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Development of T follicular helper cells and their role in disease and immune system

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  • Development of T follicular helper cells and their role in disease and immune system

 The T follicular helper cells (TFH) are a subset of CD4+ T cells specialized to regulate antibody responses.

The production of these cells is associated with the dendritic cells (DCs) and B cells. TFH cells help B cells
form germinal centers (GC) differentiate into memory and plasma cells (antibody-secreting cells) as
humoral responses. In addition, there is strong evidence that TFH cells play a pivotal role in the
development of long-lived humoral immunity. Molecular factors such as transcription factors, surface
receptors, cytokine and micro RNAs are involved in the formation of TFH cells. Such TFH cells are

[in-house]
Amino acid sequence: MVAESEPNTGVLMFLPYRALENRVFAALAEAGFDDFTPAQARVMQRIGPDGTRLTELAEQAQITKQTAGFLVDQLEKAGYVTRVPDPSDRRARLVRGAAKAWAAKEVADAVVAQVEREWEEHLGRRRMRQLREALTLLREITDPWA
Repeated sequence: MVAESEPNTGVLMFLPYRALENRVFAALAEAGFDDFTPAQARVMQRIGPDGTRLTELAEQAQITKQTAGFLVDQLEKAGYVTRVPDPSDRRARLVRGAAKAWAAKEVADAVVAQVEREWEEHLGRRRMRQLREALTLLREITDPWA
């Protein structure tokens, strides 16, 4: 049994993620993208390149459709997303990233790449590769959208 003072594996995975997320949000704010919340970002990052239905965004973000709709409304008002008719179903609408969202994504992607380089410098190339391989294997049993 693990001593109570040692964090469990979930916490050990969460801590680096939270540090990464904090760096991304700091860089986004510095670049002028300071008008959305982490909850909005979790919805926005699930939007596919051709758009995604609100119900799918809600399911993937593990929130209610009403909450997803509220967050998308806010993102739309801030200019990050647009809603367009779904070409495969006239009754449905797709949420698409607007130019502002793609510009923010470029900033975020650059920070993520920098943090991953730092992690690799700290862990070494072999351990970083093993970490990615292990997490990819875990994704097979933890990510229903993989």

diagnosed by transcription factor (BCL-6), surface marker expression (including CXCR5, PD-1, ICOS and
CD40L) and a unique cytokine production pattern (such as IL-21 and IL-6). Memory TFH cells,
accompanied by memory B cells, are known to be formed during antibody responses. It is now clear that
the precise control of TFH cells is critically important for both inducing the optimal affinity maturation of
antibody responses and preventing self-reactivity. Exclusive controls of TFH cell function and production
are essential for human health. However, it is important to note that excessive activities may lead to
autoimmune diseases, while reduced activity often results in immunodeficiency. It has also been shown
that TFH cells are associated with cancers such as angioimmunoblastic T-cell lymphoma (AITL), follicular
T-cell lymphoma (FTCL) and nonspecific Peripheral T-cell lymphomas (PTCLs). The biology of TFH cells,
including their differentiation and transcriptional regulation will be described in the present review.
Some of The developments of these cells in immunodeficiency diseases, autoimmunity and cancer will
also be taken into account.

 

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